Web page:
Hiakai uses native plant ingredients you may be familiar with, such as kumara, introduced to New Zealand in the 13th century by early Mãori settlers, and many which you may not, such as horopito, or pepper bush, whose leaves pack a peppery punch, kamokamo, a kind of squash, and taewa (Mãori potatoes). Taewa are fermented and combined with sourdough to make the bread which graces the table at Hiakai.

I was presented with a choice of spreads for the taewa bread the night I dined there, one a wakame (seaweed) butter, and the other of whipped Titi fat, which was creamy and satisfying. 

Titi, or mutton bird, can only be harvested by a particular Mãori iwi (tribe) on the Titi Islands off Stewart Island, so this is a fairly uncommon Mãori offering. Supply is not guaranteed: the annual harvest may not occur if members of the iwi decide they do not want, or are unable, to hunt that summer.

Naturally, local seafoods appear on Hiakai’s ever-changing degustation menus, sometimes in surprising guises, such as a green-lipped mussel-flavoured ice cream, served with a vichyssoise and crunchy potato bits, an amusing twist on the classic Belgian dish, moules frites.

Another key Mãori plant ingredient is mamaku, or black tree fern, a symbol of New Zealand. Fiso discovered that by cooking this down in its natural juices and its abundant collagen, she was could create one of her restaurant’s signature petit fours, a mamaku jelly.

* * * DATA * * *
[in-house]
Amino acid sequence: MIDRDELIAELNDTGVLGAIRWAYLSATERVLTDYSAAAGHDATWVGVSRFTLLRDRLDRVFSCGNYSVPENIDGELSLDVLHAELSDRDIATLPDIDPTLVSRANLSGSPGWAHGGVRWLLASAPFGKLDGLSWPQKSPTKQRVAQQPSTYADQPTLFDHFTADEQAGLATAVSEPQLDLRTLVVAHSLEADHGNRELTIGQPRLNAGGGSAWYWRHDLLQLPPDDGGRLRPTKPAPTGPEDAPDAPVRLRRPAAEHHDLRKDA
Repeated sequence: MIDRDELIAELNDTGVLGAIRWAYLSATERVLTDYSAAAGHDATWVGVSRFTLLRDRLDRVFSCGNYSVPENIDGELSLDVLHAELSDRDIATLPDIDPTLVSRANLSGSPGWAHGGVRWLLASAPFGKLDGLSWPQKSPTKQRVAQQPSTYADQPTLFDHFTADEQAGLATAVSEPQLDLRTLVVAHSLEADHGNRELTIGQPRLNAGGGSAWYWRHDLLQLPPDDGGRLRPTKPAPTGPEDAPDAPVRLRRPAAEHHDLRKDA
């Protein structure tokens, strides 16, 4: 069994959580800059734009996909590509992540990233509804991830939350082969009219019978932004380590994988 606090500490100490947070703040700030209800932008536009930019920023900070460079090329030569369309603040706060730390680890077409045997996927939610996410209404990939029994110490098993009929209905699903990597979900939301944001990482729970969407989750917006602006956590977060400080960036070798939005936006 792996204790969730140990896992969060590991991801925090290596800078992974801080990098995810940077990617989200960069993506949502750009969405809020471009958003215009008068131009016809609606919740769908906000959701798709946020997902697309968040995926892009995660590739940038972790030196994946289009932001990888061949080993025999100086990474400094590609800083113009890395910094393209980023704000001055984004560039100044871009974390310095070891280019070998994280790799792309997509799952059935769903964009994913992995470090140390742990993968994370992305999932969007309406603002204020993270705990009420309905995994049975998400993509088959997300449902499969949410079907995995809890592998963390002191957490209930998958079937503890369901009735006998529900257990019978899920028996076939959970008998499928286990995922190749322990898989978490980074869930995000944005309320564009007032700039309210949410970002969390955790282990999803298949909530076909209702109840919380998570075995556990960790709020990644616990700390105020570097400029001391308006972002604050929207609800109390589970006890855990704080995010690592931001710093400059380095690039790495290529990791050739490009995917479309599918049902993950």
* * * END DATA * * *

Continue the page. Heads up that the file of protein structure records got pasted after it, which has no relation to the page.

Some of the Mãori ingredients come from licensed professional foragers. Fiso’s trailblazing has created interest in the more unusual ones, opening up new markets for them: “People are asking for those ingredients because they’ve seen them on Instagram,” she says.

Foraging is also a key task for her staff. Hiakai is open for service four nights a week; staff tasks include collecting ingredients, and experimenting to create new dishes. Fiso’s respect for her team (she employed them for six months of training before the restaurant opened) is equalled by their respect for her. “I’m really lucky,” she states, saying the previous day she had “a moment of feeling like a proud mum,” when, after she had cancelled a foraging session due to initial bad weather, her staff went out on their own initiative to surprise her. 

It’s easy to conclude that Fiso’s passion for traditional cuisine, her hard work and her integrity, are the key ingredients which make up her ‘luck’.

  

Pictured above (from left to right): Green-lipped mussel ice-cream; Pipis and asparagus.